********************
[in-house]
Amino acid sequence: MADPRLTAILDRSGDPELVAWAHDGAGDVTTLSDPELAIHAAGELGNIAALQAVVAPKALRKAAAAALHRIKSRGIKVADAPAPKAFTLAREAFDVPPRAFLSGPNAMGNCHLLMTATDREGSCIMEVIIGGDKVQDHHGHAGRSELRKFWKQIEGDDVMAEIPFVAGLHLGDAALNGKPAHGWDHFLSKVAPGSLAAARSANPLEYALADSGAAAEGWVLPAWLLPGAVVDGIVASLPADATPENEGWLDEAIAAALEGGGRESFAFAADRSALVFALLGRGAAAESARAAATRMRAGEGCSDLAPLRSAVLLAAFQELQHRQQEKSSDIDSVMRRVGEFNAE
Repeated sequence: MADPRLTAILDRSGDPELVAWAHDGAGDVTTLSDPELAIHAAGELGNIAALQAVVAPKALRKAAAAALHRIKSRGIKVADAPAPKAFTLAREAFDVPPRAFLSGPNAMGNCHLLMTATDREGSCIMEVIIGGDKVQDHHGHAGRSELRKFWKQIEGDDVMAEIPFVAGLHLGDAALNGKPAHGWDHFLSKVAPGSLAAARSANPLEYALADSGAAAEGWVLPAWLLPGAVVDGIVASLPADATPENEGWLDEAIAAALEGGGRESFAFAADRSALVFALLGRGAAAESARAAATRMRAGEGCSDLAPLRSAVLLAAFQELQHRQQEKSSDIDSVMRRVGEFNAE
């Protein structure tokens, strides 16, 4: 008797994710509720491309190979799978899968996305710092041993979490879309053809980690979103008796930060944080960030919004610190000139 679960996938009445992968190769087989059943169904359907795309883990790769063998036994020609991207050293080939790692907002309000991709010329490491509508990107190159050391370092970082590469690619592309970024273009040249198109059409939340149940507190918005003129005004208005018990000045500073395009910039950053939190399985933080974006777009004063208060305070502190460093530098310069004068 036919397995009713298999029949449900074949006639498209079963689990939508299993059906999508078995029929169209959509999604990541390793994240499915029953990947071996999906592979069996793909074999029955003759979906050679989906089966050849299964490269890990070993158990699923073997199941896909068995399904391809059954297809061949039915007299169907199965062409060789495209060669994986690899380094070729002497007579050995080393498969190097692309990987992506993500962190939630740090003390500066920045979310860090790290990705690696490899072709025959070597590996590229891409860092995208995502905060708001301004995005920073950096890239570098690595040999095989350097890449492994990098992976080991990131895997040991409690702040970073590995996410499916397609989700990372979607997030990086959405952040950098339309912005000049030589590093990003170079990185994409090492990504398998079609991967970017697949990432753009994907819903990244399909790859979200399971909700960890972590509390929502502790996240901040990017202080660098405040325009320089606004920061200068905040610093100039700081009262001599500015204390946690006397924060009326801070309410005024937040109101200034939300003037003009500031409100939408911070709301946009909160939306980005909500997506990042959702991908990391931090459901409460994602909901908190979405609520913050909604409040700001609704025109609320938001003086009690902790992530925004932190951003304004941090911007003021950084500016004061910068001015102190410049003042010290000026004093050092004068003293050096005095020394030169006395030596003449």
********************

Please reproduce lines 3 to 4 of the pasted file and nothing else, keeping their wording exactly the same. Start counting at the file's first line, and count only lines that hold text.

Repeated sequence: MADPRLTAILDRSGDPELVAWAHDGAGDVTTLSDPELAIHAAGELGNIAALQAVVAPKALRKAAAAALHRIKSRGIKVADAPAPKAFTLAREAFDVPPRAFLSGPNAMGNCHLLMTATDREGSCIMEVIIGGDKVQDHHGHAGRSELRKFWKQIEGDDVMAEIPFVAGLHLGDAALNGKPAHGWDHFLSKVAPGSLAAARSANPLEYALADSGAAAEGWVLPAWLLPGAVVDGIVASLPADATPENEGWLDEAIAAALEGGGRESFAFAADRSALVFALLGRGAAAESARAAATRMRAGEGCSDLAPLRSAVLLAAFQELQHRQQEKSSDIDSVMRRVGEFNAE
């Protein structure tokens, strides 16, 4: 008797994710509720491309190979799978899968996305710092041993979490879309053809980690979103008796930060944080960030919004610190000139 679960996938009445992968190769087989059943169904359907795309883990790769063998036994020609991207050293080939790692907002309000991709010329490491509508990107190159050391370092970082590469690619592309970024273009040249198109059409939340149940507190918005003129005004208005018990000045500073395009910039950053939190399985933080974006777009004063208060305070502190460093530098310069004068 036919397995009713298999029949449900074949006639498209079963689990939508299993059906999508078995029929169209959509999604990541390793994240499915029953990947071996999906592979069996793909074999029955003759979906050679989906089966050849299964490269890990070993158990699923073997199941896909068995399904391809059954297809061949039915007299169907199965062409060789495209060669994986690899380094070729002497007579050995080393498969190097692309990987992506993500962190939630740090003390500066920045979310860090790290990705690696490899072709025959070597590996590229891409860092995208995502905060708001301004995005920073950096890239570098690595040999095989350097890449492994990098992976080991990131895997040991409690702040970073590995996410499916397609989700990372979607997030990086959405952040950098339309912005000049030589590093990003170079990185994409090492990504398998079609991967970017697949990432753009994907819903990244399909790859979200399971909700960890972590509390929502502790996240901040990017202080660098405040325009320089606004920061200068905040610093100039700081009262001599500015204390946690006397924060009326801070309410005024937040109101200034939300003037003009500031409100939408911070709301946009909160939306980005909500997506990042959702991908990391931090459901409460994602909901908190979405609520913050909604409040700001609704025109609320938001003086009690902790992530925004932190951003304004941090911007003021950084500016004061910068001015102190410049003042010290000026004093050092004068003293050096005095020394030169006395030596003449």